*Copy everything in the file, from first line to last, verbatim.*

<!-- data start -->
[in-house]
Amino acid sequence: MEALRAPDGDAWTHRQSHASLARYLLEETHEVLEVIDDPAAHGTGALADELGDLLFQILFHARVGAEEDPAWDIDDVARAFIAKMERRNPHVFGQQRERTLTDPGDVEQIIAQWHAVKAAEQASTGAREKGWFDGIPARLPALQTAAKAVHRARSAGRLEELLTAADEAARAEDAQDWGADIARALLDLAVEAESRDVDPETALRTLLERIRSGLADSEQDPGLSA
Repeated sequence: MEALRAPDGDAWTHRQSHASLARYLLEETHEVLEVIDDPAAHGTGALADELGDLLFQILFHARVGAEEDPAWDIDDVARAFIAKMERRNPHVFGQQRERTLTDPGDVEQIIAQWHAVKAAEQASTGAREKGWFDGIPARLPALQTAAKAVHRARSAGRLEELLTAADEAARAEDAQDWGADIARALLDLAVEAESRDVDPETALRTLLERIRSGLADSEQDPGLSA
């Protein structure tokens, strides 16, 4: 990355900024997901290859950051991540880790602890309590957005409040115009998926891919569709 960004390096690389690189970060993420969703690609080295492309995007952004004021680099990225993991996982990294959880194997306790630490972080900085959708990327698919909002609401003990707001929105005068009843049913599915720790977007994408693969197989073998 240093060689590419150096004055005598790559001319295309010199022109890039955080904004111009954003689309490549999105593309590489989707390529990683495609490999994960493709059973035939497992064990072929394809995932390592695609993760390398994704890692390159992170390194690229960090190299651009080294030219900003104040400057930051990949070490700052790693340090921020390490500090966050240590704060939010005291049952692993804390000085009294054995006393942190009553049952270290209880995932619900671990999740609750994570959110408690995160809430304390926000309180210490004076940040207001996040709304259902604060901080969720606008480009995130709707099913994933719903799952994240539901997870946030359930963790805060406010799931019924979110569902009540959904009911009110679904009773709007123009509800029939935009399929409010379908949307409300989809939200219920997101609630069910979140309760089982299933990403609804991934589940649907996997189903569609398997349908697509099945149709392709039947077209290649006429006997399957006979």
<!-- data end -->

[in-house]
Amino acid sequence: MEALRAPDGDAWTHRQSHASLARYLLEETHEVLEVIDDPAAHGTGALADELGDLLFQILFHARVGAEEDPAWDIDDVARAFIAKMERRNPHVFGQQRERTLTDPGDVEQIIAQWHAVKAAEQASTGAREKGWFDGIPARLPALQTAAKAVHRARSAGRLEELLTAADEAARAEDAQDWGADIARALLDLAVEAESRDVDPETALRTLLERIRSGLADSEQDPGLSA
Repeated sequence: MEALRAPDGDAWTHRQSHASLARYLLEETHEVLEVIDDPAAHGTGALADELGDLLFQILFHARVGAEEDPAWDIDDVARAFIAKMERRNPHVFGQQRERTLTDPGDVEQIIAQWHAVKAAEQASTGAREKGWFDGIPARLPALQTAAKAVHRARSAGRLEELLTAADEAARAEDAQDWGADIARALLDLAVEAESRDVDPETALRTLLERIRSGLADSEQDPGLSA
């Protein structure tokens, strides 16, 4: 990355900024997901290859950051991540880790602890309590957005409040115009998926891919569709 960004390096690389690189970060993420969703690609080295492309995007952004004021680099990225993991996982990294959880194997306790630490972080900085959708990327698919909002609401003990707001929105005068009843049913599915720790977007994408693969197989073998 240093060689590419150096004055005598790559001319295309010199022109890039955080904004111009954003689309490549999105593309590489989707390529990683495609490999994960493709059973035939497992064990072929394809995932390592695609993760390398994704890692390159992170390194690229960090190299651009080294030219900003104040400057930051990949070490700052790693340090921020390490500090966050240590704060939010005291049952692993804390000085009294054995006393942190009553049952270290209880995932619900671990999740609750994570959110408690995160809430304390926000309180210490004076940040207001996040709304259902604060901080969720606008480009995130709707099913994933719903799952994240539901997870946030359930963790805060406010799931019924979110569902009540959904009911009110679904009773709007123009509800029939935009399929409010379908949307409300989809939200219920997101609630069910979140309760089982299933990403609804991934589940649907996997189903569609398997349908697509099945149709392709039947077209290649006429006997399957006979």